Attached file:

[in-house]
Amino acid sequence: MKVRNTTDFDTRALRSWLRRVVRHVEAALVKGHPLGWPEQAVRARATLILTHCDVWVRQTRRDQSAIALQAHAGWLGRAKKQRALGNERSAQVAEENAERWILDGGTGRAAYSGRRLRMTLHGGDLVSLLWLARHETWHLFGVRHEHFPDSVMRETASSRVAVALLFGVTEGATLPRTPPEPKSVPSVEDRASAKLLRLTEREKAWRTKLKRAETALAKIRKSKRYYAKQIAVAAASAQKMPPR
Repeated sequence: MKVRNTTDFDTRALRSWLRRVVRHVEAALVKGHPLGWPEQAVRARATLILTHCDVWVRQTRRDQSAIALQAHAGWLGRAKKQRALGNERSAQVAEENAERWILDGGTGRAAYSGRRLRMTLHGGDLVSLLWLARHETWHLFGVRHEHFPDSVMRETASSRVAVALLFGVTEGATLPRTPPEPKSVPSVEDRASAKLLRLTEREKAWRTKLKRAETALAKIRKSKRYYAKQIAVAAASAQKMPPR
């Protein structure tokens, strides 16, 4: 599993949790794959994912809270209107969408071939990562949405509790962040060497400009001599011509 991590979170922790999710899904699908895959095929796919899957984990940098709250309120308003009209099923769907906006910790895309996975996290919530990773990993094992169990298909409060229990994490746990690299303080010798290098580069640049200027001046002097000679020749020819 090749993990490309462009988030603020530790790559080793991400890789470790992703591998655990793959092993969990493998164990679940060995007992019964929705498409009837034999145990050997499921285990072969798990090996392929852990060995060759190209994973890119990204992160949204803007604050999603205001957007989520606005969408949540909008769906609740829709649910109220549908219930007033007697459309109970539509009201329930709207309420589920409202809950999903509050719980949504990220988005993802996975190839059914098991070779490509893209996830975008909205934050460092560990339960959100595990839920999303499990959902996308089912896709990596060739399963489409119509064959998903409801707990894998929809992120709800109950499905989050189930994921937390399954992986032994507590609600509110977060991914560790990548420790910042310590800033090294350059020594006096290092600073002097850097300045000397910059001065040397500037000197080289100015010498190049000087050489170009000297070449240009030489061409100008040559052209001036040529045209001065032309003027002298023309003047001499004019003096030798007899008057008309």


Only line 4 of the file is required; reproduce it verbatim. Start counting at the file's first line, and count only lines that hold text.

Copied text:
């Protein structure tokens, strides 16, 4: 599993949790794959994912809270209107969408071939990562949405509790962040060497400009001599011509 991590979170922790999710899904699908895959095929796919899957984990940098709250309120308003009209099923769907906006910790895309996975996290919530990773990993094992169990298909409060229990994490746990690299303080010798290098580069640049200027001046002097000679020749020819 090749993990490309462009988030603020530790790559080793991400890789470790992703591998655990793959092993969990493998164990679940060995007992019964929705498409009837034999145990050997499921285990072969798990090996392929852990060995060759190209994973890119990204992160949204803007604050999603205001957007989520606005969408949540909008769906609740829709649910109220549908219930007033007697459309109970539509009201329930709207309420589920409202809950999903509050719980949504990220988005993802996975190839059914098991070779490509893209996830975008909205934050460092560990339960959100595990839920999303499990959902996308089912896709990596060739399963489409119509064959998903409801707990894998929809992120709800109950499905989050189930994921937390399954992986032994507590609600509110977060991914560790990548420790910042310590800033090294350059020594006096290092600073002097850097300045000397910059001065040397500037000197080289100015010498190049000087050489170009000297070449240009030489061409100008040559052209001036040529045209001065032309003027002298023309003047001499004019003096030798007899008057008309």